Sep 21 2015

NorthCoast 24 Hour USATF National championship Race Report. I placed in the top 25%

North Coast 24 Hour Overall Results (pdf)

20150919-DSC_0165 In the end I ran 86.7 miles placing 44 out of 186 (top 23%) of some of the USA's top long distance athletes. Going into this race I have had a mountain load of stress from trying to find a place to move in a few days, and figuring out what to do about job situation with the toll it's taking by working nights and permanent weekends and barely managing to survive on what the government pays. I'm thankful, but in the end it's not working, something needs to change, and in addition moving houses in any situation is super stressful, especially when barely scraping by paycheck to paycheck. Physically running was actually going alright, I was getting some good mountain miles, and somewhat a high mileage volume when not job searching, but I know the quality of training wasn't as good as it could be, to be a top USA 24 hour athlete. I am so thankful for two supporters for allowing me to compete in this race and paying my way to it, because each race adds so much knowledge and experience to being a better competitor.IMG_2683 IMG_2682 IMG_2689 IMG_2594 I knew this was one race I needed to be at, for it's absolute caliber of top level athletes, and most likely a couple runners might even be selected for the USA 24 Hour National Team provided they surpass 140 miles. And from North Coast's history, it looked like many on previous USA teams had run in Cleveland. I always learn so much from Bill Schultz, and enjoy seeing how the top athletes perform.

Flying in the day before, I enjoyed the wonderful hospitality of Cyrus Taylor and was so happy to have him help me out getting to and from the race and having delicious and healthy food to eat! I did get good sleep and had all my stuff ready the night before, and was an easy set up once I got out to the park. I'd set up at the race with Gregg Ellis and didn't really have much to do but wait for the race, and hope it didn't rain too hard.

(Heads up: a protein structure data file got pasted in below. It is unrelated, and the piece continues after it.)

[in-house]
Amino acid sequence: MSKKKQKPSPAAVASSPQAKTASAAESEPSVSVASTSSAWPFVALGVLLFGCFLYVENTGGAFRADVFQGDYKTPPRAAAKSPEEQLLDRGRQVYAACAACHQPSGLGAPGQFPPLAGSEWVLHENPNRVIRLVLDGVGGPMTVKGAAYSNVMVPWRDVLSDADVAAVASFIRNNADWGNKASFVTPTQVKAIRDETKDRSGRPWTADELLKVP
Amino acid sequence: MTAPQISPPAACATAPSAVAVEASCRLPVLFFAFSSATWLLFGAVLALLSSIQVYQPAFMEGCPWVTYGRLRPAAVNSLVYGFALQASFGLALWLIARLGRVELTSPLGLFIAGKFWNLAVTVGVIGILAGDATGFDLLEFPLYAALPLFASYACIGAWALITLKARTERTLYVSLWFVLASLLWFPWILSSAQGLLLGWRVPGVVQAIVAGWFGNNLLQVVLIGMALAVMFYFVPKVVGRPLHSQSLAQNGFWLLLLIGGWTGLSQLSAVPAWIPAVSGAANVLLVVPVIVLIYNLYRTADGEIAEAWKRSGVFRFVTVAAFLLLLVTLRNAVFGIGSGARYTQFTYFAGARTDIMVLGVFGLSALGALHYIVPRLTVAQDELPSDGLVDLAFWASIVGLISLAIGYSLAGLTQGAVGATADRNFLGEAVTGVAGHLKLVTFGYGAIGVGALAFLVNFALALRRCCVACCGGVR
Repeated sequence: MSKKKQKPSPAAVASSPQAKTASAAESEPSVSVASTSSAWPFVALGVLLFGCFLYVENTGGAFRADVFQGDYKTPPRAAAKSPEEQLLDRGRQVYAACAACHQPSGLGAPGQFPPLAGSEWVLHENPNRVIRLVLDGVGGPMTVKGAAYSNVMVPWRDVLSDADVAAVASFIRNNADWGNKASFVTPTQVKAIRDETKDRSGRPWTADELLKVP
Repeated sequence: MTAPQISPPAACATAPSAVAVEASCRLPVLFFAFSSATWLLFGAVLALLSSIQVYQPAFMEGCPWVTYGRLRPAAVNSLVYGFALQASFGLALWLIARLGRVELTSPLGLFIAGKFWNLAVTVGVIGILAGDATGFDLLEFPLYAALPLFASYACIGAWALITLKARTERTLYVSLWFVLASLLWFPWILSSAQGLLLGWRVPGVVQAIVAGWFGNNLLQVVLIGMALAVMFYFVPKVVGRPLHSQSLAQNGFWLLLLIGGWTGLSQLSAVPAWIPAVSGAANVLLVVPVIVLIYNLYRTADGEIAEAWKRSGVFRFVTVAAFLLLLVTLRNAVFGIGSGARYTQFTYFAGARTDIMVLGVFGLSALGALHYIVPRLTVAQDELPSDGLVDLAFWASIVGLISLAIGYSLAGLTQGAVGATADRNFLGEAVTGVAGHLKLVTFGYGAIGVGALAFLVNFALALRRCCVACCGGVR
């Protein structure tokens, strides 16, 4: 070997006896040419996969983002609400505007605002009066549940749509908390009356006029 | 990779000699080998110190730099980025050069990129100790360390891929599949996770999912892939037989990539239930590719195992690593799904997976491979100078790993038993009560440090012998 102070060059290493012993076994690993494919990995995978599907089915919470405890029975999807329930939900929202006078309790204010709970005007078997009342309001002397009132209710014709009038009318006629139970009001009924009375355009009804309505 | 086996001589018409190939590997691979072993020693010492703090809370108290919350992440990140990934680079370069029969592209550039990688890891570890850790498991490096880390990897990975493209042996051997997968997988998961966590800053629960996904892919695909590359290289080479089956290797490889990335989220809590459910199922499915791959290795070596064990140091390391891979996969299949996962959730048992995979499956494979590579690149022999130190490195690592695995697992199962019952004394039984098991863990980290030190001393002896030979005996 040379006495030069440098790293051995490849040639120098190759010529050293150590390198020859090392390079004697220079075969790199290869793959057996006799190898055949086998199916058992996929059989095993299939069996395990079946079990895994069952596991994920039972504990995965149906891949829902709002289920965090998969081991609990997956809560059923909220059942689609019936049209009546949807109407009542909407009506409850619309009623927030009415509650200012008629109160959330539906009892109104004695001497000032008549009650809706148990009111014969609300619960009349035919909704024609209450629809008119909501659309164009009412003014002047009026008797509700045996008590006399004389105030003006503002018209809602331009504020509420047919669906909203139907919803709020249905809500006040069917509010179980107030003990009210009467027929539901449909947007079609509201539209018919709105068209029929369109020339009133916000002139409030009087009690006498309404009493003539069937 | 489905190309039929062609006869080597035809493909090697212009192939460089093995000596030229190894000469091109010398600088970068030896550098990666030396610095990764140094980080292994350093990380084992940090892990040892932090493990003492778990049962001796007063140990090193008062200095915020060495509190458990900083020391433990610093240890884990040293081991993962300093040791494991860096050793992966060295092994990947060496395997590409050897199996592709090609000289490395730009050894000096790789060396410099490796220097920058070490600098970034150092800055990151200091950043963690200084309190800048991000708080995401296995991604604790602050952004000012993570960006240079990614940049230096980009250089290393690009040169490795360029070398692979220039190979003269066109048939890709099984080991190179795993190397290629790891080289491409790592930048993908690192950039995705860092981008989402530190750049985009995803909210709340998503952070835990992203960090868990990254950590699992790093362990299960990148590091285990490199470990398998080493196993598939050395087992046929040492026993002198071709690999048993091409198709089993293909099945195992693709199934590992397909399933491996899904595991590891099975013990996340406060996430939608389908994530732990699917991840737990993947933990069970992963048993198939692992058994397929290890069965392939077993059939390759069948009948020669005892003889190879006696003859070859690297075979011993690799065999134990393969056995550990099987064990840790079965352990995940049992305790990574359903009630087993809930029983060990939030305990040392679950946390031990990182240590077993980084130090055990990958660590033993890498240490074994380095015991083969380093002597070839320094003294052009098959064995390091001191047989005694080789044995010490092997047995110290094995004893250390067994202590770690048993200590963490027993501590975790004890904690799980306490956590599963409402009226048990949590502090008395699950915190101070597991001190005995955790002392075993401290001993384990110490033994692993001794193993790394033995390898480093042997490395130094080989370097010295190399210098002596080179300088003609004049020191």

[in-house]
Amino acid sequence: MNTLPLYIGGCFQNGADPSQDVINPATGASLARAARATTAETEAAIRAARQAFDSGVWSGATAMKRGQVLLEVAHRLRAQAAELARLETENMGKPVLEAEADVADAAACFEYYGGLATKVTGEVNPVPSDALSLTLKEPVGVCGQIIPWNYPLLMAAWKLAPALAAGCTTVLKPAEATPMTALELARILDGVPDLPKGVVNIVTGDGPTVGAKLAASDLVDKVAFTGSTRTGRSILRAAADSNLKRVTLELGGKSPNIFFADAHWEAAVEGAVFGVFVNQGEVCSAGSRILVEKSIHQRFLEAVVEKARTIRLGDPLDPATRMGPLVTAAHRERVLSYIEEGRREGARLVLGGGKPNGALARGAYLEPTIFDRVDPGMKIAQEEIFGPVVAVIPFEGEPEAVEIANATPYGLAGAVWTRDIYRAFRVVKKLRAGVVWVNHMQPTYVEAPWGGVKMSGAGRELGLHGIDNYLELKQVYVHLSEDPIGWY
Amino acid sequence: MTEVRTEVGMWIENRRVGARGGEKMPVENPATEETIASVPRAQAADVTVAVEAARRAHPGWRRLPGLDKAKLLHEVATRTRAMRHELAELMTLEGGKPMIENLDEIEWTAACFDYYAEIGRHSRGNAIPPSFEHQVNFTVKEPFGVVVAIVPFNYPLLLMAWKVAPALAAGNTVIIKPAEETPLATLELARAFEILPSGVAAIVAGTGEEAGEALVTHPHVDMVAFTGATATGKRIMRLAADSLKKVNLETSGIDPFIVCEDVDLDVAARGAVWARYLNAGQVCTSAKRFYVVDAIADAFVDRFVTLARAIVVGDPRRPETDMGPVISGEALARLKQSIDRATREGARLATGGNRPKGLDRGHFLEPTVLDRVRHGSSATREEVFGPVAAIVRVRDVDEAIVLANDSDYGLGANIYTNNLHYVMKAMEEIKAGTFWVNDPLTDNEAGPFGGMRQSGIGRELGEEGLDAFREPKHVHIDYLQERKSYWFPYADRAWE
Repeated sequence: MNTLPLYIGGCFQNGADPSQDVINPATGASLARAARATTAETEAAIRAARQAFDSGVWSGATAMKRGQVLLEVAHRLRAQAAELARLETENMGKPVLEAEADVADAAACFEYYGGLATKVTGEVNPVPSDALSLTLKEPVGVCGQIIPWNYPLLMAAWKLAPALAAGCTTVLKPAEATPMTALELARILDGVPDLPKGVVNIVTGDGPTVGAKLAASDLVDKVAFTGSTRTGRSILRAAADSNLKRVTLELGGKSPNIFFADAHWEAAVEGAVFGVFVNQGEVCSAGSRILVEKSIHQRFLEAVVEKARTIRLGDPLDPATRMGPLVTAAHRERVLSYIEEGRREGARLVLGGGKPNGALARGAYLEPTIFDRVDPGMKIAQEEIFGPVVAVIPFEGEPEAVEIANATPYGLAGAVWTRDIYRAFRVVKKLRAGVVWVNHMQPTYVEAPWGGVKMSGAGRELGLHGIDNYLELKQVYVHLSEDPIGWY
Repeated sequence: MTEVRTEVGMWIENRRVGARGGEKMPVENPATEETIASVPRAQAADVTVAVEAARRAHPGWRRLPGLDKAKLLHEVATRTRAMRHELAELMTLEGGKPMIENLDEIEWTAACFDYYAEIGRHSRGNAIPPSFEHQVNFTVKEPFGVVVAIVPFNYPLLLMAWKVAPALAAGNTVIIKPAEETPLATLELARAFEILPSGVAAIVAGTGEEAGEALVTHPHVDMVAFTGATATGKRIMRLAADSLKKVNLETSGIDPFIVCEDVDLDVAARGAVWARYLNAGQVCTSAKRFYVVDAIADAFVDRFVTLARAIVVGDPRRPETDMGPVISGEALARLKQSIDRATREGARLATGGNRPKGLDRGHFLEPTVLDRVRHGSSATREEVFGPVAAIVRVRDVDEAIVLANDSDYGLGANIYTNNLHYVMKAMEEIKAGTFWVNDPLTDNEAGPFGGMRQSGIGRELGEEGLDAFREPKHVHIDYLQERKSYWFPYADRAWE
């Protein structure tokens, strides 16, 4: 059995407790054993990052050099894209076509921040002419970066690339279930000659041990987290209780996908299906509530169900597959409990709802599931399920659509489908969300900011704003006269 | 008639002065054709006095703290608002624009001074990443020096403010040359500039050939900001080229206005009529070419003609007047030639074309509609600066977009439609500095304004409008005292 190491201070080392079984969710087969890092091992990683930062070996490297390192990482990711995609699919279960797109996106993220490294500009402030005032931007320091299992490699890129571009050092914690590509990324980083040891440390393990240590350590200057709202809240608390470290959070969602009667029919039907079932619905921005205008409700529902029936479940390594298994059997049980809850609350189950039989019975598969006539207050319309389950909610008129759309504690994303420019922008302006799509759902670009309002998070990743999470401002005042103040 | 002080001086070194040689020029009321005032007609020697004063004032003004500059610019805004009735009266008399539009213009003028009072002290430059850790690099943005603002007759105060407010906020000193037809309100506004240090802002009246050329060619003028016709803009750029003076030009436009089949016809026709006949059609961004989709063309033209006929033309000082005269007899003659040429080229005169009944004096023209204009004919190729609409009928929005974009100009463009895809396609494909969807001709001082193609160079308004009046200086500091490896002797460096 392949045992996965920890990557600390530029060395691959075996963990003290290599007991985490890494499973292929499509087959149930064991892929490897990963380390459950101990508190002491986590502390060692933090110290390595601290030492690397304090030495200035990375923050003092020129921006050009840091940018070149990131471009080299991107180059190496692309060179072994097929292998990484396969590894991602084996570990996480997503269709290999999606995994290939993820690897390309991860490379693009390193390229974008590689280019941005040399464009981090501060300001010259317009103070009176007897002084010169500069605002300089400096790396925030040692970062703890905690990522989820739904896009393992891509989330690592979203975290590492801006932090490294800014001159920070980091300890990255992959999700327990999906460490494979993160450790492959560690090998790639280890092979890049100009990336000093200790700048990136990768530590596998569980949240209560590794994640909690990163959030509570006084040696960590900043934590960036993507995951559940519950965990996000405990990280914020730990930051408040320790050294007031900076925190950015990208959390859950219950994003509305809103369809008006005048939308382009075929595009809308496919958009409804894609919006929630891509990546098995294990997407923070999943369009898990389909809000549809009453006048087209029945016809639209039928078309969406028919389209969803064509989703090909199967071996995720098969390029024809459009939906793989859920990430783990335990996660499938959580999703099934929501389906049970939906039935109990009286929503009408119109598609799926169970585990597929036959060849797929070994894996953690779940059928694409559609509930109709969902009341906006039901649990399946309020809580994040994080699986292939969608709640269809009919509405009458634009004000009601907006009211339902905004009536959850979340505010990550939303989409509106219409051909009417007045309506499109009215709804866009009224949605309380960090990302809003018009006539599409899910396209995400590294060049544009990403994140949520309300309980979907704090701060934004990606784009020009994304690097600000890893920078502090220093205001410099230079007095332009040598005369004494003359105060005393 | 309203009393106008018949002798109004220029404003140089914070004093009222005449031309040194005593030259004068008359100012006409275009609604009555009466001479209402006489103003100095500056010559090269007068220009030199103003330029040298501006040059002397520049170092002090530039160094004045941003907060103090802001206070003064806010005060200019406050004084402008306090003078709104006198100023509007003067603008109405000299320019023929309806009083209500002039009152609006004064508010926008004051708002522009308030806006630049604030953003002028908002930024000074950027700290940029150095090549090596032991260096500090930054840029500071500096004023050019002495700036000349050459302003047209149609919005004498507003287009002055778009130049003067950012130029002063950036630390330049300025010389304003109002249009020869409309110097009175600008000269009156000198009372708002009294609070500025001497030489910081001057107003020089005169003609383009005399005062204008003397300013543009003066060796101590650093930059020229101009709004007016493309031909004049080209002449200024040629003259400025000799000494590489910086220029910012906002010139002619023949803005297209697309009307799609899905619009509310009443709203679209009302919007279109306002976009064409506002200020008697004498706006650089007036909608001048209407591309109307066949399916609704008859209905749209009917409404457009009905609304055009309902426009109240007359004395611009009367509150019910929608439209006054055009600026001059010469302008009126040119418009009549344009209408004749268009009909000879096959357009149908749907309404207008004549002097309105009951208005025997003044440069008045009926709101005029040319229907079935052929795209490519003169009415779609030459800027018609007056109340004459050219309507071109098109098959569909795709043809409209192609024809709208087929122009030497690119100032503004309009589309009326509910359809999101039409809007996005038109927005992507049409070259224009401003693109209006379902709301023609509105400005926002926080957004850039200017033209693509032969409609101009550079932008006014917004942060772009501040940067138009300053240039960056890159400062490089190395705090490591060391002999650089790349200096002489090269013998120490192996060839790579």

When the horn sounded I just ran, and kept about a 10-11 min/mile pace, and walked the uphill portions every time they came. Each lap I'd take something to eat or drink (as learned by watching Yiannis Kouros and what he says) I just kept this up for hours and hours, taking in calories, running steady, walking a couple times a lap, and also stretching every 5-10 miles. Jeremy Ebel told me to stretch to keep the stride from getting too short after too long. The rain came and went a couple times, but the wind never ever stopped.  It was heavy and hard for a very long time. But still everyone pressed on. At the 12 hour mark, I’d run 53 miles, and by 14 hours 15 minutes I’d run 100km, a new PR for me. Bill mentioned there was a massage area, and I’d been having some hamstring pain so went to see them to get worked out and stretched. My hamstrings, and hips and glutes, all the tendons/ligaments/ everything that connects in the inner thigh, above the quad, and above the hamstring all hurt pretty bad. If I stopped running or walking, it was very hard to maintain balance because these tendons/muscles/everything wouldn’t stabilize very well.  IMG_2627 IMG_2677Once I got running it was ok to move in a forward motion.  Not sure what’s going on with the hamstring, but been having a little tenderness and slight pain since running my 203 miles across Colorado in 5 days unsupported, the hamstring hasn’t been it’s strongest.   In any case, I kept doing laps, trying to keep going and get the miles in.  I did stop about 5am because the pain was a bit too much and felt the legs needed more rest.  Think I may have slept 30-40 minutes in a chair, and eventually got up for more.  The legs still hurt, not more, not less, so just just kept going. I still never had any mileage goals, but of course we all want the magic 100 miles in 24 hours, though I was just going to accept whatever my body allowed on the day, with all the stress and distractions going on with life.  I savored the last couple hours and miles seeing the top people keep on running fast.  I was able to tack on quite a few more miles still, and ran a quick last 2 laps.  I don’t know, somehow everything goes numb and I’m always able to sprint at the end, including a 7 minute mile for my 86th mile!   

IMG_2649The food and award ceremony at the end was so priceless just getting to interact and mingle with everyone and seeing what extraordinary accomplishments they achieved.  Photos, food, handshakes, more photos and congratulatory messages to so many friend and everyone was off!  I slept later that afternoon a few hours, and then a full night before flying back to Denver Monday morning.  Now to put running on a back burner while finding a house or place to stay and store everything.  86 miles was just a brief pause in a day of normal life I guess. Onwards. Forward we go.



Permanent link to this article: http://www.israeltherunner.com/northcoast-24-hour-usatf-national-championship-race-2015/